There seems to be wide-support among commissioners for the continuation for planning and implementing a several million dollar Boardman Lake Ave. running from 8th Street to 14th Street along the rail-line. The street road, a .5 mile by-pass around Old Town Neighborhood, is to move motor vehicles. That’s it. The current design is not a complete street and includes no infill to transform the area around it. Someone, somewhere promised Old Town residents a by-pass and so the city continues to pursue it. The commission debated whether or not people would use it. Of course they will! The question isn’t whether people will drive it, the question is will it reduce any of the traffic. The answer, repeated all over the country is no.
New capacity has one proven outcome: creating more traffic. Without major changes to the scope of this project, residents shouldn’t support it.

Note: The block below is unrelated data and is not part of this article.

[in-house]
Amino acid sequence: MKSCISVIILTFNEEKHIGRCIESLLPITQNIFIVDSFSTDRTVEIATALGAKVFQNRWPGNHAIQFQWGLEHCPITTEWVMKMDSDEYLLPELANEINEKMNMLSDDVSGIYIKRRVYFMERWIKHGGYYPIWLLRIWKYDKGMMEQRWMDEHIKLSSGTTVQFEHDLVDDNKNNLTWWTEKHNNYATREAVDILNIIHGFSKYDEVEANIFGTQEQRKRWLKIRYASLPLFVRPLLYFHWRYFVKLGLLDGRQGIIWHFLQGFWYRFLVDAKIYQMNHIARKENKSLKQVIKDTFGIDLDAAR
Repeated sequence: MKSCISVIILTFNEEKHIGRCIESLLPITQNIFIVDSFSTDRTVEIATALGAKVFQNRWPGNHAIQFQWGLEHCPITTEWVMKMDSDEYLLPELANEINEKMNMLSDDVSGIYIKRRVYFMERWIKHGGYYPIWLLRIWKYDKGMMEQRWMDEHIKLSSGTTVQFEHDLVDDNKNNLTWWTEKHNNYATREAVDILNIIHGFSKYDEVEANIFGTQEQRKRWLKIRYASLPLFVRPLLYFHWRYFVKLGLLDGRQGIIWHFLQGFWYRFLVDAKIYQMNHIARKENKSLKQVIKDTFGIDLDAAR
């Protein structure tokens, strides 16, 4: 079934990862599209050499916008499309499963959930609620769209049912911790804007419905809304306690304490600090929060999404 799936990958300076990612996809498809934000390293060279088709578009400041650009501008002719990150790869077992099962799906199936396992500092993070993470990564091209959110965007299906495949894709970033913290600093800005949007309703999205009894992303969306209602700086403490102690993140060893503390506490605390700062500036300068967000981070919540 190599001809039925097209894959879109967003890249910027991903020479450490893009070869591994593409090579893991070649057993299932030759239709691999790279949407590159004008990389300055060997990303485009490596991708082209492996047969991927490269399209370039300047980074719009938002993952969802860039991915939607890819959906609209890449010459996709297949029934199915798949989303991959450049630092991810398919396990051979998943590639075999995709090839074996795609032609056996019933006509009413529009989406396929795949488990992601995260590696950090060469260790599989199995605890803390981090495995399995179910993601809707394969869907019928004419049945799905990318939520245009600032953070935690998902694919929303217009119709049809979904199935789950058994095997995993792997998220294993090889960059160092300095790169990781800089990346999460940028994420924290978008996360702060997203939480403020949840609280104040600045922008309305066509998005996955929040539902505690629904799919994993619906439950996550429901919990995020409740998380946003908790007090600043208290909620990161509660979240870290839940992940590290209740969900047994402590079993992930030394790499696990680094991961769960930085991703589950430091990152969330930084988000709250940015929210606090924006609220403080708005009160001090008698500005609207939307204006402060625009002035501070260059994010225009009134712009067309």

On Street Bike Rack
To start with, the effort by TART Trails and McClain’s Cycle to try an on-street bike rack is commendable. It’s exactly the direction the city and DDA need to adopt. However, it seems every improvement for bicyclists is due to innovation and perseverance by citizens and stakeholder groups, and not anything out of those hired to plan the city’s development.
Sometimes the city acquiesces, like they did with this bike rack, but they have yet to prove that they fully embrace bicycle infrastructure. The bike rack shouldn’t have taken 4 months to install and it shouldn’t have been moved once installed. Lack of institutional communication about the rack is a clear sign that it was a lack of priority by the city.
(The rack is now up for one month. Parked in front of Cali’s. The real test will be next spring.)
Why does it make sense to park cars on the Open Space lawn? Is it a fair-ground or a city park? Is it intended for people or is it intended for our motor vehicles?